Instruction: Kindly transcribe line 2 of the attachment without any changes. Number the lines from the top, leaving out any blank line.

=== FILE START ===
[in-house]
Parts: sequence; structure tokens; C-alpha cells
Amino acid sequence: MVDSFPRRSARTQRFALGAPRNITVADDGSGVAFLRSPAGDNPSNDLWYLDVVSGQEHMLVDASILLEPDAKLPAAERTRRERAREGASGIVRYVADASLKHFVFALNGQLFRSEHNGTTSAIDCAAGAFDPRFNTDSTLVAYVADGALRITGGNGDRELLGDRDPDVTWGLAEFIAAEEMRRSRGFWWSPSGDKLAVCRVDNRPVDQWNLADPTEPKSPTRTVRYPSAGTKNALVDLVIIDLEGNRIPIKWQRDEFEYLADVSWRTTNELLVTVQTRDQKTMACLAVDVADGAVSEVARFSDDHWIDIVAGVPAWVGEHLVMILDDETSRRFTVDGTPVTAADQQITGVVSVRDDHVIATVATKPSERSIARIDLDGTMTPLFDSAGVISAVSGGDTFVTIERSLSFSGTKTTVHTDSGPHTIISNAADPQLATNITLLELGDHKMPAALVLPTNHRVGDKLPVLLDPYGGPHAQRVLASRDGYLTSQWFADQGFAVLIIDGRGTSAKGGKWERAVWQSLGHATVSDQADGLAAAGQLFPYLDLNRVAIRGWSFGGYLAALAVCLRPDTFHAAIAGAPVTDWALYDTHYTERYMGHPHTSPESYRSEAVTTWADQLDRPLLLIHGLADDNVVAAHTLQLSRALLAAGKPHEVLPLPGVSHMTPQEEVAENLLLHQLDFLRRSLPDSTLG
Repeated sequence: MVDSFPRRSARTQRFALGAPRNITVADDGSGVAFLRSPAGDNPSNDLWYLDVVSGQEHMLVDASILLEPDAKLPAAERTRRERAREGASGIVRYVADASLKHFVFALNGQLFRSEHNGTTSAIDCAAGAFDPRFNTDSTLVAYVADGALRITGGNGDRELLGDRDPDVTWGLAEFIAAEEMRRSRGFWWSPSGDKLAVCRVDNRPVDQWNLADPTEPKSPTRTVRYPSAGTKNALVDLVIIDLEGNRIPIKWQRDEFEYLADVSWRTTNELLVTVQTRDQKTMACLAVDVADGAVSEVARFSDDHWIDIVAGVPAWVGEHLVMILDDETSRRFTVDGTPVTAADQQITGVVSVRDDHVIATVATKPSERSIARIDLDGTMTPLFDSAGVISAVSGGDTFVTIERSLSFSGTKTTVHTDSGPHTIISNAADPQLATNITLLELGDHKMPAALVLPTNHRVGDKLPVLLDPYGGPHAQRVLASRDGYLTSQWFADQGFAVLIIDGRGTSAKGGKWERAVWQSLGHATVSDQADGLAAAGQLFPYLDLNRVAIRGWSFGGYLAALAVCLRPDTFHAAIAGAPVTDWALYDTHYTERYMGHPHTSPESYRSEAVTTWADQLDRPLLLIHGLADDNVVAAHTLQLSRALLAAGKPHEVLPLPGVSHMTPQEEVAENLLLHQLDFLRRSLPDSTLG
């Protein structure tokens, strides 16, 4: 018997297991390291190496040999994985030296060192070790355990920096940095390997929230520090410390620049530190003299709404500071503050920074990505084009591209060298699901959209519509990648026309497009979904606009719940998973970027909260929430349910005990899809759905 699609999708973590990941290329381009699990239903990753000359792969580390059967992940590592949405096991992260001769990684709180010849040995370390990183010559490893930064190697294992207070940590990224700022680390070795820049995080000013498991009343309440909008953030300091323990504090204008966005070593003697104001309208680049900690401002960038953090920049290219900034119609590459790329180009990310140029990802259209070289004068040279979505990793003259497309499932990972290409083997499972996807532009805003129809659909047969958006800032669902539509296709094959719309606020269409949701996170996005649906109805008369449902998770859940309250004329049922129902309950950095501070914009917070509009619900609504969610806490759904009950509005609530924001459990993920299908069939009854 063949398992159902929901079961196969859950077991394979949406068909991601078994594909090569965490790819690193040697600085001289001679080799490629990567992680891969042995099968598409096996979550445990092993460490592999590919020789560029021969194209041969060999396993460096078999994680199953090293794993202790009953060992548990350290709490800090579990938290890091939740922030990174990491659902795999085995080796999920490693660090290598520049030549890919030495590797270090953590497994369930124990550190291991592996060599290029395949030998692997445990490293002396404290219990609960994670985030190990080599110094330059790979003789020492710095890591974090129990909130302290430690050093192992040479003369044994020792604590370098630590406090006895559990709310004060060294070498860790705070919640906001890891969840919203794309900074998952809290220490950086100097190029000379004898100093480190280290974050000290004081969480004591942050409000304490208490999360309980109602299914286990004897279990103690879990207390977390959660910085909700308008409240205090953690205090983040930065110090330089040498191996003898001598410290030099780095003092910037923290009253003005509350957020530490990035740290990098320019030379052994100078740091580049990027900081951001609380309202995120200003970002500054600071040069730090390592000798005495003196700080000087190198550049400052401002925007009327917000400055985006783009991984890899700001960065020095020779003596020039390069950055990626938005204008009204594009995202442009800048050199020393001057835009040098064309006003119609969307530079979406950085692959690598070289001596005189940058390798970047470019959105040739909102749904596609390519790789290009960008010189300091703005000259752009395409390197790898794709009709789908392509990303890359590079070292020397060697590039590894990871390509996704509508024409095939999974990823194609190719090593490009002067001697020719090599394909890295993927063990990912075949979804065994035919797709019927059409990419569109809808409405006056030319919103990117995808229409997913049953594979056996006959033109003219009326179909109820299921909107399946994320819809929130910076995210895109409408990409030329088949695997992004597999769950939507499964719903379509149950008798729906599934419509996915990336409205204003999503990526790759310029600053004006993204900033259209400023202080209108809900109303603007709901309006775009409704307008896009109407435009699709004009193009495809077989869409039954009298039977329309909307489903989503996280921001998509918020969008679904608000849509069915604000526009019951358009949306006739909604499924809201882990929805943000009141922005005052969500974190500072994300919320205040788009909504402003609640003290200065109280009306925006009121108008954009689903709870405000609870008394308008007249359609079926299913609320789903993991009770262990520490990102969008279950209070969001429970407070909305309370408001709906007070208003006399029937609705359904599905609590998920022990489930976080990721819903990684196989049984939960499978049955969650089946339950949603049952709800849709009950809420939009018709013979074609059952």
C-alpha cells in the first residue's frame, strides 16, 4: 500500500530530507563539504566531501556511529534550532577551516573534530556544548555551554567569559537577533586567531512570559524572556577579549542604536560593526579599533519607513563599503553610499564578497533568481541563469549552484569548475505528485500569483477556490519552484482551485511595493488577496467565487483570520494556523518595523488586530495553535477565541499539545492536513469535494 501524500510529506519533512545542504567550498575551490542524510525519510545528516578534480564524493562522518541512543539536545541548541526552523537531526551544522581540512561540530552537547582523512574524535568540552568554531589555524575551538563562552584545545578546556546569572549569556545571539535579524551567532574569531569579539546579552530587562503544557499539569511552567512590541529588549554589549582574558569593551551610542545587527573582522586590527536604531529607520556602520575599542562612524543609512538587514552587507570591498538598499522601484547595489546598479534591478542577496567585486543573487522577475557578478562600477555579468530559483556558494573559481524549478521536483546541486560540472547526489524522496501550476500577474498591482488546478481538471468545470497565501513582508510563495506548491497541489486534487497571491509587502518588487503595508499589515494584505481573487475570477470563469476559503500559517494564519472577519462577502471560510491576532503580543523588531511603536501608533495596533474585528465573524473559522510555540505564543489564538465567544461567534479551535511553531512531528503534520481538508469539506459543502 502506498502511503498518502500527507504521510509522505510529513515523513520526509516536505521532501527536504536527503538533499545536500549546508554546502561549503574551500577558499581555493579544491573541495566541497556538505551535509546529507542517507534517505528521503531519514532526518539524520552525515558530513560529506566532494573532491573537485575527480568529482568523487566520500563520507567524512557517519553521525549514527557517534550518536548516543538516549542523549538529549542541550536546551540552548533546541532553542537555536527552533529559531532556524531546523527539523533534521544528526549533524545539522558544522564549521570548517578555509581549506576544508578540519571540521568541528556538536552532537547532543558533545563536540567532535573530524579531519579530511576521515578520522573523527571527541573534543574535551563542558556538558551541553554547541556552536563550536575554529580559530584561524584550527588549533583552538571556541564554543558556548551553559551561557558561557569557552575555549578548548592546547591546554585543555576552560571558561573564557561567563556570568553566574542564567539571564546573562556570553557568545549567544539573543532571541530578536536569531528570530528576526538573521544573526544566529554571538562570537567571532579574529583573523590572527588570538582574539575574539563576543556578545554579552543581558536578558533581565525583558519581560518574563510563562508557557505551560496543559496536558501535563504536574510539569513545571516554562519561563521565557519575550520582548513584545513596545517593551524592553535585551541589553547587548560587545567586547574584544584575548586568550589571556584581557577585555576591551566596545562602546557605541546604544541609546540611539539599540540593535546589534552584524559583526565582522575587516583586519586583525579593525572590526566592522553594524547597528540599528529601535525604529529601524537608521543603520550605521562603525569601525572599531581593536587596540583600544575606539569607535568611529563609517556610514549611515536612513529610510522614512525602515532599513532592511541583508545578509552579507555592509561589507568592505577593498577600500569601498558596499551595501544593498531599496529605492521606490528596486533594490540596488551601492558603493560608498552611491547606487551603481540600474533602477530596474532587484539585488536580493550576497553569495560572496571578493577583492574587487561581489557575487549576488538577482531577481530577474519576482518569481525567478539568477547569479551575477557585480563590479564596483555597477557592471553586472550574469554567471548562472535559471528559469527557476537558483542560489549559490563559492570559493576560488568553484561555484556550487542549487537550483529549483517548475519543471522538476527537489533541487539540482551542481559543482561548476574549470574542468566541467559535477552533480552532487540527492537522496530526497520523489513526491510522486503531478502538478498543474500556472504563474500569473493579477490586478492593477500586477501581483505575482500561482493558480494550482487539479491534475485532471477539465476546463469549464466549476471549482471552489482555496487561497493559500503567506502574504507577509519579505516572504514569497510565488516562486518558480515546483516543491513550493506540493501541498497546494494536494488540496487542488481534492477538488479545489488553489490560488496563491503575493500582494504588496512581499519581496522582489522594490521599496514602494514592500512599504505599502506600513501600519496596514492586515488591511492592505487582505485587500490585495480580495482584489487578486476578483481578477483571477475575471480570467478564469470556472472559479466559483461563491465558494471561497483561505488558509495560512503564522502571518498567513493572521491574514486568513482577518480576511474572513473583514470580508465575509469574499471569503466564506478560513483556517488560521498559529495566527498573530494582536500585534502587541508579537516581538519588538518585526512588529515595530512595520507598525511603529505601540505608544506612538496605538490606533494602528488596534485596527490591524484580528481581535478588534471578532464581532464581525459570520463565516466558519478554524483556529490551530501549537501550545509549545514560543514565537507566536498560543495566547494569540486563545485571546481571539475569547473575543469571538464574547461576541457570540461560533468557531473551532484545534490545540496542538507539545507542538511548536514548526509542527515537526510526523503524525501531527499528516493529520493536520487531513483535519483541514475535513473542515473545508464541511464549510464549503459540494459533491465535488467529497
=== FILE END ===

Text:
Parts: sequence; structure tokens; C-alpha cells